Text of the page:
Adventure with Baccala

Adventure with Baccala

Thursday, September 23rd, 2010

I ate baccala at a place in Rome that a friend turned me on to. I really couldn’t remember the name of the place but I knew that it was close to Campo di Fiori. I used Google Maps to get oriented and then went looking around using the Street View feature and, mamma mia!, there it was, Filleti di Baccala. I was there in December and had the obligatory breaded and fried baccala along with a salad of puntarella with an anchovy-garlic dressing, which is a great combination. I’ve never seen that chicory kind of green anywhere but Rome and it’s only available in winter at that.

After that aside into puntarella land, on to the baccala. Baccala, if you’re unfamiliar with it, is salt cod. It is dry and almost stiff as a board and keeps forever without refrigeration which was a very desireable attribute. I wandered into G.B Ratto’s in downtown Oakland (to see more about Ratto’s click here) and there it was, a box full of baccala. I’ve eaten it as noted above and certainly read about it but never have given it a try myself. In the heyday of cod and especially the Grand Banks this stuff sold by the shipload all over the world and still is said to be the most popular fish in Italy. (Could that really be true when there is such great fish available there?) Still I like a challenge and decided to go for it. The stuff is no longer cheap like it must have been at one time. I selected a piece and the clerk wrapped it up for me. It was almost two pounds and at over $17 as pound there was a bit of sticker shock. Of course when I started preparing this stuff I realized (doh!) that since it is dried it takes about half as much as fresh fish since it gains all of that water back. So I only soaked half of it and that was still enough for 3 meals for me and the lovely D. First the soaking part. Soak for 2 or 3 days and change the water at least twice a day. The story is that some in Italy would put the fish in the water tank of the toilet and let the natural rhythm of usage take care of the water changes. Uh, not for me! I decided to do the manual changes. So after a couple of days I was ready to go. For the recipe I turned to another of my favorite Italian cookbook authors, Carol Field. Highly recommended - who can go wrong with grandmother?The book is “In Nonna’s Kitchen”. What could be better than recipes from Italian grandmothers? The recipe actually calls for stoccafisso which is cod dried without the salting and is apparently hard enough to pound nails. You make this recipe in the oven by layering tomatoes, cod and potatoes and topping it off with a combination of parsley, garlic and breadcrumbs drizzled with olive oil and a little wine. It came out pretty good. The cod has an interesting consistency since even soaked and baked it is a little more dense than it’s fresh brethren. So it was good but was it worth all of that soaking? Maybe not. Still it was fun to try. I did another dish with the baccala cooked Venetian style, slow cooked with milk, and served over soft polenta but didn’t include the recipe here. If you’re interested I can direct you to the recipe or send it to you. It’s included in the photos below.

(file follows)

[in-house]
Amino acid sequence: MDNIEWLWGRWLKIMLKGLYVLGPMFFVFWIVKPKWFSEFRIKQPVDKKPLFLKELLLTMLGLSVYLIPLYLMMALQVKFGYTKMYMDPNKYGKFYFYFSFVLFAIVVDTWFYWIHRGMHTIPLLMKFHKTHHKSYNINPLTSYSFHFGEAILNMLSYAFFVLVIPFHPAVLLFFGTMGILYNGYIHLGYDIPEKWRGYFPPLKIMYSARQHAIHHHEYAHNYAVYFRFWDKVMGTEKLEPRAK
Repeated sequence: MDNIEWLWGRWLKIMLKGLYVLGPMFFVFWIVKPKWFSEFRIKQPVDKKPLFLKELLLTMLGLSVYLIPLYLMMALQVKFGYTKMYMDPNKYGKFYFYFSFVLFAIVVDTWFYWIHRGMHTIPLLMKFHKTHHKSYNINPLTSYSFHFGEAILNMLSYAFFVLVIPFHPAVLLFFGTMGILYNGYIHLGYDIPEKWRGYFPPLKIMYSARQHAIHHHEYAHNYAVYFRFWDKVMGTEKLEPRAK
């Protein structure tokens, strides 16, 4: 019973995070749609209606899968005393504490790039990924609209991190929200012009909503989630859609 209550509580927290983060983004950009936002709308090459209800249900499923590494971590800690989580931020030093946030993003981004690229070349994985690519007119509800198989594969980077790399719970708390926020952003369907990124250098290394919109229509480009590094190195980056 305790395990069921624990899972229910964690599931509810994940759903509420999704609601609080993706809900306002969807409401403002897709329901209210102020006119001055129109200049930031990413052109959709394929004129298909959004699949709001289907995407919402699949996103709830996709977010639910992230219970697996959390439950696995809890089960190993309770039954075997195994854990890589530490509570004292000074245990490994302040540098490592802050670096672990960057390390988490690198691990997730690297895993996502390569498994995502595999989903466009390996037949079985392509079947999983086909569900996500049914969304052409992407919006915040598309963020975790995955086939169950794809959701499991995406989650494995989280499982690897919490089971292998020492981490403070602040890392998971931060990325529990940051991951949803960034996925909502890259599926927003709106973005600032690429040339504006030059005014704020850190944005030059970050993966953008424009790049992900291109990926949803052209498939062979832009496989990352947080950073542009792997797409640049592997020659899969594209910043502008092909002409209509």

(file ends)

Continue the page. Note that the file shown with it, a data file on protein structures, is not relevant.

Stoccafisso della Cantino Sociale di Valdinaevola

(that’s a mouthful but you’ll need to see Carol’s book to get the story behind it)

The recipe is for 4 to 6 (I halved it and still had plenty left over from feeding 2)

12 oz baccala soaked for 3 days

2 large ripe tomatoes – thinly sliced (she says cut in half but that makes no sense)

3 small baking potatoes – peeled and sliced

salt and pepper

2 garlic cloves – minced

1/3 cup minced parsley – minced

½ cup dried bread crumbs

1/3 cup white wine

1- 2 tablespoons water

3 tablespoons extra virgin olive oil

very little mile (so what does that mean? – I used about 1 tablespoon for ½ recipe)

Preheat the oven to 350. Lightly oil the bottom a a baking dish big enough for half of the fish in one layer. Lay down a layer of tomatoes. Cut the filets in half crosswise and put a layer of the fish on top of the tomatoes. Follow this with a layer of the potatoes. Put a little salt and pepper on each layer. Repeat with tomatoes, fish and potatoes followed by a final layer of tomatoes. Mix the parlsey, garlic and breadcrumbs and strew over the top. Season with salt and pepper. Mix the water, wine and olive oil and our over the top. Cover with foil and bake for and hour and 20 minutes. Remove from the over and sprinkle with the milk. Return to the over 10 minutes and you’re ready to eat.

Any experiences with baccala, puntarella or any other very regional foods? What about that statement about baccala being the most popular fish in Italy? Could that possibly be true or was the the salt cod lobbying association at work? By the way, I still have half of the dried cod left. Any recommendations about how I should use it?

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